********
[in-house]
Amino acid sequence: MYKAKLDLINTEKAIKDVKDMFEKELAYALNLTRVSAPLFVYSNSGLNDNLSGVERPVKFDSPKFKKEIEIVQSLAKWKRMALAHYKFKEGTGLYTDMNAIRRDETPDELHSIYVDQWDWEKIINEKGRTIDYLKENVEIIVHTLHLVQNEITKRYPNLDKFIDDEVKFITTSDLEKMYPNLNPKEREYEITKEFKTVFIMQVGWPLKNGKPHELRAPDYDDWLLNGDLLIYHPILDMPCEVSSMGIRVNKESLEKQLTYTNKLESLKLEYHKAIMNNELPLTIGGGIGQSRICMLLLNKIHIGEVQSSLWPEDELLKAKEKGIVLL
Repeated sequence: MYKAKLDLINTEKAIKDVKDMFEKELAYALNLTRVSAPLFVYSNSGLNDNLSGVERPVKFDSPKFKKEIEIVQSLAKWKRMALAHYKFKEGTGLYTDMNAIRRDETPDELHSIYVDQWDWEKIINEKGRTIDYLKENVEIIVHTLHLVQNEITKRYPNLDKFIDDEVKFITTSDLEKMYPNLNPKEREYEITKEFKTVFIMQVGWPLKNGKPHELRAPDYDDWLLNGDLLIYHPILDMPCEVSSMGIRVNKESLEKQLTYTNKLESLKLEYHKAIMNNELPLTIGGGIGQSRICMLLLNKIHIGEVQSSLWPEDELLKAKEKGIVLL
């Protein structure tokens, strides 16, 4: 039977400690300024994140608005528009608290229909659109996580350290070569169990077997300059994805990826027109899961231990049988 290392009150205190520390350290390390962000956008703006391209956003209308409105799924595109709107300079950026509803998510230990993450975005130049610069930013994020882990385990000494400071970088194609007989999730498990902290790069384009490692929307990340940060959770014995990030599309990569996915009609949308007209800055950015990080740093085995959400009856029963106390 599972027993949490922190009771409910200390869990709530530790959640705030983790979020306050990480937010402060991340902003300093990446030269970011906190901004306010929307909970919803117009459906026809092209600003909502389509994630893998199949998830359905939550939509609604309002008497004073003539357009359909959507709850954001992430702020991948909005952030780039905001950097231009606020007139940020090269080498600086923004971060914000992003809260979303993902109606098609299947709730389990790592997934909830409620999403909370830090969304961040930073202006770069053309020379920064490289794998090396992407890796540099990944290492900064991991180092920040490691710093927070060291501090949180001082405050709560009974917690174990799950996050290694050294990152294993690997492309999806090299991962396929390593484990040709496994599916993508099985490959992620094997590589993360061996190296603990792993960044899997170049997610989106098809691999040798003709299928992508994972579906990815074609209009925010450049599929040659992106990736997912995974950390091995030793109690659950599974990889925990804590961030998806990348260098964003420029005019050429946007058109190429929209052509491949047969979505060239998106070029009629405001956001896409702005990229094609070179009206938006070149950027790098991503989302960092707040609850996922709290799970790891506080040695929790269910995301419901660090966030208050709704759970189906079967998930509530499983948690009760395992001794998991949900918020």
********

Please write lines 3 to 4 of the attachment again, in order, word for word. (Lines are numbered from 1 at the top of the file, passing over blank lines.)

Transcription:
Repeated sequence: MYKAKLDLINTEKAIKDVKDMFEKELAYALNLTRVSAPLFVYSNSGLNDNLSGVERPVKFDSPKFKKEIEIVQSLAKWKRMALAHYKFKEGTGLYTDMNAIRRDETPDELHSIYVDQWDWEKIINEKGRTIDYLKENVEIIVHTLHLVQNEITKRYPNLDKFIDDEVKFITTSDLEKMYPNLNPKEREYEITKEFKTVFIMQVGWPLKNGKPHELRAPDYDDWLLNGDLLIYHPILDMPCEVSSMGIRVNKESLEKQLTYTNKLESLKLEYHKAIMNNELPLTIGGGIGQSRICMLLLNKIHIGEVQSSLWPEDELLKAKEKGIVLL
């Protein structure tokens, strides 16, 4: 039977400690300024994140608005528009608290229909659109996580350290070569169990077997300059994805990826027109899961231990049988 290392009150205190520390350290390390962000956008703006391209956003209308409105799924595109709107300079950026509803998510230990993450975005130049610069930013994020882990385990000494400071970088194609007989999730498990902290790069384009490692929307990340940060959770014995990030599309990569996915009609949308007209800055950015990080740093085995959400009856029963106390 599972027993949490922190009771409910200390869990709530530790959640705030983790979020306050990480937010402060991340902003300093990446030269970011906190901004306010929307909970919803117009459906026809092209600003909502389509994630893998199949998830359905939550939509609604309002008497004073003539357009359909959507709850954001992430702020991948909005952030780039905001950097231009606020007139940020090269080498600086923004971060914000992003809260979303993902109606098609299947709730389990790592997934909830409620999403909370830090969304961040930073202006770069053309020379920064490289794998090396992407890796540099990944290492900064991991180092920040490691710093927070060291501090949180001082405050709560009974917690174990799950996050290694050294990152294993690997492309999806090299991962396929390593484990040709496994599916993508099985490959992620094997590589993360061996190296603990792993960044899997170049997610989106098809691999040798003709299928992508994972579906990815074609209009925010450049599929040659992106990736997912995974950390091995030793109690659950599974990889925990804590961030998806990348260098964003420029005019050429946007058109190429929209052509491949047969979505060239998106070029009629405001956001896409702005990229094609070179009206938006070149950027790098991503989302960092707040609850996922709290799970790891506080040695929790269910995301419901660090966030208050709704759970189906079967998930509530499983948690009760395992001794998991949900918020």